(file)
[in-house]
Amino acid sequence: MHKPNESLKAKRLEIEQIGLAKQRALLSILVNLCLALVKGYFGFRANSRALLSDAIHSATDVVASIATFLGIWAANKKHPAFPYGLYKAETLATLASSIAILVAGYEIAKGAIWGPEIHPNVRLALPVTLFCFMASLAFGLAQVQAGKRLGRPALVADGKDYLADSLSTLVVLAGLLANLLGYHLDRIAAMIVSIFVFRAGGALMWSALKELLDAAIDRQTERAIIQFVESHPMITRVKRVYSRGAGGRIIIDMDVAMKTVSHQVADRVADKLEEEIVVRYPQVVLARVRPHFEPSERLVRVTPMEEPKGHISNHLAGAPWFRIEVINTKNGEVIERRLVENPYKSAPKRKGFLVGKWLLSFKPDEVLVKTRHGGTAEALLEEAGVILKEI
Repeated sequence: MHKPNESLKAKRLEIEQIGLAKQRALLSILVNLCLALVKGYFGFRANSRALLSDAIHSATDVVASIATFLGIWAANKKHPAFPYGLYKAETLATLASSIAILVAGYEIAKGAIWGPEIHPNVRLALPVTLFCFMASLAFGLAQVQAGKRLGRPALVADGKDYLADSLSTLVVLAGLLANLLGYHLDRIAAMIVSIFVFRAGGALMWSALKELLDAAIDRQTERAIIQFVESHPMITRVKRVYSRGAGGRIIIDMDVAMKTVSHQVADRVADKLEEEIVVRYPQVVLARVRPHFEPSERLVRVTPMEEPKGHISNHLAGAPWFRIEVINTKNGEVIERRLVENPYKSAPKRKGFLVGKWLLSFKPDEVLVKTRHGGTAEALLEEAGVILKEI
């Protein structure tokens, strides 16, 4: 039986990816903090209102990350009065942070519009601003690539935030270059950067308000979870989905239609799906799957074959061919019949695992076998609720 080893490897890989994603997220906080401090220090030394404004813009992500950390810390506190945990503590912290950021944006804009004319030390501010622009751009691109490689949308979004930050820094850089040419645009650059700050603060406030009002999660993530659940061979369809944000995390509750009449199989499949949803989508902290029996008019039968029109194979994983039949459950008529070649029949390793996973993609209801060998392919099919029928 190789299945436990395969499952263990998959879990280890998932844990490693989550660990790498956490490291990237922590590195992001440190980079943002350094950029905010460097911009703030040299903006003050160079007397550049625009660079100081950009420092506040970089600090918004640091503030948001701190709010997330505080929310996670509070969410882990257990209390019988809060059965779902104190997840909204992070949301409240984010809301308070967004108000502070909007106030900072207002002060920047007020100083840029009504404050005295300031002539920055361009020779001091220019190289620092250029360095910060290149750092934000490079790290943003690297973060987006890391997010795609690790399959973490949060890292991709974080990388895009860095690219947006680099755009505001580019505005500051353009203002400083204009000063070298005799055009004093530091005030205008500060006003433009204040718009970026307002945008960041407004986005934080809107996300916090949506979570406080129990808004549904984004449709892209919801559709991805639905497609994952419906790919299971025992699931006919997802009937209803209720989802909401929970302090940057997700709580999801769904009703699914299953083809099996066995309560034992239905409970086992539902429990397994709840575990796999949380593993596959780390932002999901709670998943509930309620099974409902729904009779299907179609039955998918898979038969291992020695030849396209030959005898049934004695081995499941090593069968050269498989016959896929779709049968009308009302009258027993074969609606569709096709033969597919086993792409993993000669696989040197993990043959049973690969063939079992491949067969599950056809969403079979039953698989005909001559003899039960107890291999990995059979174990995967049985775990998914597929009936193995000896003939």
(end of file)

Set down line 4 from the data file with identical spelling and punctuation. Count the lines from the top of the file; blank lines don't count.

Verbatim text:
């Protein structure tokens, strides 16, 4: 039986990816903090209102990350009065942070519009601003690539935030270059950067308000979870989905239609799906799957074959061919019949695992076998609720 080893490897890989994603997220906080401090220090030394404004813009992500950390810390506190945990503590912290950021944006804009004319030390501010622009751009691109490689949308979004930050820094850089040419645009650059700050603060406030009002999660993530659940061979369809944000995390509750009449199989499949949803989508902290029996008019039968029109194979994983039949459950008529070649029949390793996973993609209801060998392919099919029928 190789299945436990395969499952263990998959879990280890998932844990490693989550660990790498956490490291990237922590590195992001440190980079943002350094950029905010460097911009703030040299903006003050160079007397550049625009660079100081950009420092506040970089600090918004640091503030948001701190709010997330505080929310996670509070969410882990257990209390019988809060059965779902104190997840909204992070949301409240984010809301308070967004108000502070909007106030900072207002002060920047007020100083840029009504404050005295300031002539920055361009020779001091220019190289620092250029360095910060290149750092934000490079790290943003690297973060987006890391997010795609690790399959973490949060890292991709974080990388895009860095690219947006680099755009505001580019505005500051353009203002400083204009000063070298005799055009004093530091005030205008500060006003433009204040718009970026307002945008960041407004986005934080809107996300916090949506979570406080129990808004549904984004449709892209919801559709991805639905497609994952419906790919299971025992699931006919997802009937209803209720989802909401929970302090940057997700709580999801769904009703699914299953083809099996066995309560034992239905409970086992539902429990397994709840575990796999949380593993596959780390932002999901709670998943509930309620099974409902729904009779299907179609039955998918898979038969291992020695030849396209030959005898049934004695081995499941090593069968050269498989016959896929779709049968009308009302009258027993074969609606569709096709033969597919086993792409993993000669696989040197993990043959049973690969063939079992491949067969599950056809969403079979039953698989005909001559003899039960107890291999990995059979174990995967049985775990998914597929009936193995000896003939």